The war in Ukraine is not only creating global economic turmoil, but also threatening international efforts to combat climate change, according to United Nations Secretary-General Antonio Guterres.
The UN chief spoke to Euronews on the sidelines of the five-day UN ocean conference in Lisbon. More than 7,000 participants descended on the Portuguese capital to take part in the Ocean Summit. With the message ‘Save our ocean, protect our future’, the rally aims to serve as a call to action for policy makers to reverse the decline in ocean health.
Asked how the fight against climate change could be put back at the top of the international agenda, António Guterres told Sérgio Ferreira de Almeida of Euronews that it was about raising the issue as much as possible on all foreheads.
“If you look at the war in Ukraine, the war in Ukraine shows how important it would have been if, over the last decades, we had invested heavily in renewable energy. If that had happened, we would not be today. at the mercy of the fossil fuel industry today with extremely high prices, as you know, which undermine people’s quality of life and undermine the situation of many developing countries. So if the war in Ukraine shows any thing, [it] is that we have to accelerate the green transition, which means that we have to fight climate change much more effectively.”
Guterres also called the countries’ recent decision to accelerate investment in fossil fuels a suicide.
“It’s suicide and I hope people will understand that suicide isn’t exactly the best way to face the future.”
Global food security
On the issue of global food security and access to the Black Sea, the Secretary-General insists that the UN is working hard to broker an agreement between Russia and Ukraine with the help of Turkey to allow the export of Ukrainian grain from its ports.
“As for access from Ukrainian ports, that is exactly what the UN plan is aiming for, which was presented to the Russians, to the Ukrainians, with the support of Turkey and we hope it will be soon possible to have a meeting of the four in Istanbul, on the basis of the various consultations which have been held, particularly at the bilateral level by the military of these three countries, we hope that it will be possible to reach an agreement allowing the export of Ukrainian grain. at the same time, that international countries should facilitate the export of Russian foodstuffs and fertilizers, since it is true that there are no sanctions applied to foodstuffs and fertilizers, but there are complexities in terms of shipping, insurance, payments that need to be resolved and that is why we have been in close contact with the European Union, with the United States and with Russia in order to be able to reach a global agreement as well foreseeing access of Ukrainian and Russian food products and fertilizers to world markets.”
On the opening day of the Ocean Conference, António Guterres warned that coastal ecosystems are dying because of the climate crisis and called on countries to do more to tackle ocean plastic pollution. He also apologized to the world’s younger generations, blaming his own generation for the environmental crisis the world is currently facing.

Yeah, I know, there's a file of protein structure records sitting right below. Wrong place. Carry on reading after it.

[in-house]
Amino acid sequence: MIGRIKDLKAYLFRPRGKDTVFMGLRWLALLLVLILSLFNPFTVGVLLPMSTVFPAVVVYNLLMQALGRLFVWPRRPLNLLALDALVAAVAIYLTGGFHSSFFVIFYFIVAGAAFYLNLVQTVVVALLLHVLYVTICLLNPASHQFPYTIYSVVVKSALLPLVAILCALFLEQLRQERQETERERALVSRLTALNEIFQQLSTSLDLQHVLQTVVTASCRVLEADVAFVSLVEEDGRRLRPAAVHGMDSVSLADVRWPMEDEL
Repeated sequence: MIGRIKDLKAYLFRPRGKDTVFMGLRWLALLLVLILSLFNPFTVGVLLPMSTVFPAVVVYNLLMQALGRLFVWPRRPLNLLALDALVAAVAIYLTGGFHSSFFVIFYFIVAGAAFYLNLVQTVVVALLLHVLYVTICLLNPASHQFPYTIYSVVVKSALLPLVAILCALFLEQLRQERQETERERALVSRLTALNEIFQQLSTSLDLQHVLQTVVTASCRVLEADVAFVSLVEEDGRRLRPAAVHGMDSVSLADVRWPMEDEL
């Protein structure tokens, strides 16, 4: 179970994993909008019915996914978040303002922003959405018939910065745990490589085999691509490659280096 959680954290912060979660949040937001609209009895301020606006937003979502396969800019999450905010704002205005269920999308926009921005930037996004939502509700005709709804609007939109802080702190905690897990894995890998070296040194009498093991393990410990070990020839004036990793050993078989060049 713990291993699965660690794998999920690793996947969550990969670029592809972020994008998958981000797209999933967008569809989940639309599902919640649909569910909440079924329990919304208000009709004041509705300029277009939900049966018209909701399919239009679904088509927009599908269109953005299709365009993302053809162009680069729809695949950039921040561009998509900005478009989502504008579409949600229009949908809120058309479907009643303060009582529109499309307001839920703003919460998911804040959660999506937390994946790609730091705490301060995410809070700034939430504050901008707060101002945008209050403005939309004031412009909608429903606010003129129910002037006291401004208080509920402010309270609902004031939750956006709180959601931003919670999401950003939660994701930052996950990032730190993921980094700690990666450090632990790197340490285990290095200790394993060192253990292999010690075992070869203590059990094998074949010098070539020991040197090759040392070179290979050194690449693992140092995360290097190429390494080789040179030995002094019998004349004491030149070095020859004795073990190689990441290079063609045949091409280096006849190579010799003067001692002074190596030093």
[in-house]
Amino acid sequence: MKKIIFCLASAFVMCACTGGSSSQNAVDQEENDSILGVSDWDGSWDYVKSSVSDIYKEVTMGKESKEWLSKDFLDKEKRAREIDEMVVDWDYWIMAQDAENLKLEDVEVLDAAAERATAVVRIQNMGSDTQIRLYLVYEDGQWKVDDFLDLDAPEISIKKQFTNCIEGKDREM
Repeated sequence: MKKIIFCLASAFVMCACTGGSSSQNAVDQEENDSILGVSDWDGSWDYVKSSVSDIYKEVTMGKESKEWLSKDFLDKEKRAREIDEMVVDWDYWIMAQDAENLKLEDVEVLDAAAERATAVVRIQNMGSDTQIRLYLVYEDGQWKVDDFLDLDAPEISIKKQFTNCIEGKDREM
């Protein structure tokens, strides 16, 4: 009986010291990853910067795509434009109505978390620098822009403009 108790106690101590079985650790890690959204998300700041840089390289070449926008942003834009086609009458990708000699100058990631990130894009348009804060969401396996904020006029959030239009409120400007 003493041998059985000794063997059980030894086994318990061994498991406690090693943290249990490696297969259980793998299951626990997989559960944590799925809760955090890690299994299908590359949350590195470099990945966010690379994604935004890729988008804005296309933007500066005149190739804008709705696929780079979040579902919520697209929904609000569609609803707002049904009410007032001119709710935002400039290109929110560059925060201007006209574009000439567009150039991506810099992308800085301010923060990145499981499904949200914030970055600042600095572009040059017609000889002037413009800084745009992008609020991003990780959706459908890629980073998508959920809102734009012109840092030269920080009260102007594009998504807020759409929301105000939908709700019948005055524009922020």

“My generation is responsible for the fact that we are at war with nature, that we have climate change, that the situation is not under control. We should reduce emissions considerably in recent decades. And the forecasts, based on the current commitments of Member States around the world, would still represent an increase in emissions in 2030, which is suicidal, totally unacceptable.And in relation to the oceans, we are still losing the battle to preserve our oceans, in relation to to the [warming] and acidity caused by climate change, coral loss, biodiversity loss, overfishing, plastic pollution, other forms of [toxin] pollution that makes several coastal areas totally lifeless. I mean, we are still losing the battle to preserve the oceans and that needs to be reversed. My generation, in fact, was unable or unwilling to detect when it was necessary to detect that the situation was spiraling out of control.”
Asked about his hopes for the future and whether he remains optimistic about solving the climate crisis before it’s too late, Guterres said.
“It is not a question of optimism or pessimism. I am determined to do my utmost to become world leaders in politics, but also in the economic sector… let us not forget that the fuel industry fossils has spent billions and billions for decades with pseudoscience and with public relations and all kinds of lobbying trying to convince the world that climate change wasn’t that bad and that fossil fuels weren’t creating the problems that they create. A bit like the tobacco industry did a few decades ago. . So the economic leaders also have a huge responsibility. And all of them, the political leaders, the economic leaders must understand that we are in a emergency situation and that this emergency requires drastic measures.
_To watch the full interview, click on the video player above_